"Koban" in New York City?
If you are ever in Japan and lost and do not know the way around you could ask a stranger for directions, or you could go to a koban. Koban, or “police boxes,” are small police stations that serve local neighborhoods. Known by the friendly term “omawari-san,” which roughly translates as “those who go around,” Japanese police officers are generally knowledgeable, friendly, and very easy to talk to; and officers stationed at koban are intimately familiar with their neighborhood. Koban offer a variety of services including detailed maps of their neighborhoods that both Japanese and foreigners find useful. Officers are also usually on hand to help provide information, directions, and other kinds of assistance.
Koban were originally introduced in the late 1800s as a way to increase police presence across the country. Today there are approximately 6,300 police boxes (koban) staffed by an average of 3-5 officers each, and 6,600 residential police boxes (chuzaisho), which usually house one officer, across the country. The community policing these stations provide helps build bonds of trust between their local communities and the officers who serve them. Koban also play an important role in training new officers in the way the police force works and every police officer will at one point in their career have spent time working at one.
More often than not a policeman will be standing outside their koban, providing a visible reassurance to local residents. This also lets officers respond quickly to emergencies, and provide a readily available point of access to information, such as directions, and other services offered by the police. Koban provide many services to their communities, such as counseling related to juvenile delinquency, civil affairs, consumer victimization, drug abuse, organized crime intervention, and traffic accidents. Officers also participate in community events and offer various sport and activity outreach programs that further deepen their ties within their communities.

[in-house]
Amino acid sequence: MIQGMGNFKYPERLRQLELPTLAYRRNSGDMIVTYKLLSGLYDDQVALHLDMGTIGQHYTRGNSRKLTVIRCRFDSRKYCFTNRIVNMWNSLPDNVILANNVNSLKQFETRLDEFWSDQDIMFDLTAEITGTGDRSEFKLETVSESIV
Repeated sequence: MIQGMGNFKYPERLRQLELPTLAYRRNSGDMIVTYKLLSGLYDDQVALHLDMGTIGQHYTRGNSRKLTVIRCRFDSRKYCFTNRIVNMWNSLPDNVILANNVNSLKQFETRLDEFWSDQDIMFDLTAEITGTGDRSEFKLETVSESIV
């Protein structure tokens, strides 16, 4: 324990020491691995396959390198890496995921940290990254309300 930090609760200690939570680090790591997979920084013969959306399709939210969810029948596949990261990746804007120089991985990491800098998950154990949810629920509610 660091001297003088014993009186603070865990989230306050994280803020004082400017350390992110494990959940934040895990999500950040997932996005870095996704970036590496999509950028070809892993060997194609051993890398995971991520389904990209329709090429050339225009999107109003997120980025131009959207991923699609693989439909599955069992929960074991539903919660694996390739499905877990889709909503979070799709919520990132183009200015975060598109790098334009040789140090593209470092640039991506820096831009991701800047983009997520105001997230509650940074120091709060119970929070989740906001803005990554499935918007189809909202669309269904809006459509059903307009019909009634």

Community policing has been attracting attention lately as a way to rebuild trust between communities and the police here in the U.S. as well. For example, New York City Mayor De Blasio unveiled a plan called “One City: Safe and Fair Everywhere” in 2015 that places emphasis on law enforcement officers creating partnerships with community members. One of the primary aspects of this plan, which will come into effect this year, is the idea of having the same two offers patrol the same beat every day while getting to know community members personally and listening to their concerns.
Police officers stationed at koban conduct similar activities when patrolling their communities as well, either on foot, by bicycle, or in a patrol car. While on these patrols officers often conduct jyunkai-renraku, which are routine visits to homes and workplaces. During these visits officers listen to residents’ concerns, take down contact information that can be used in the case of natural disasters and other emergency situations, give advice regarding crime and accident prevention, and take suggestions from their community members.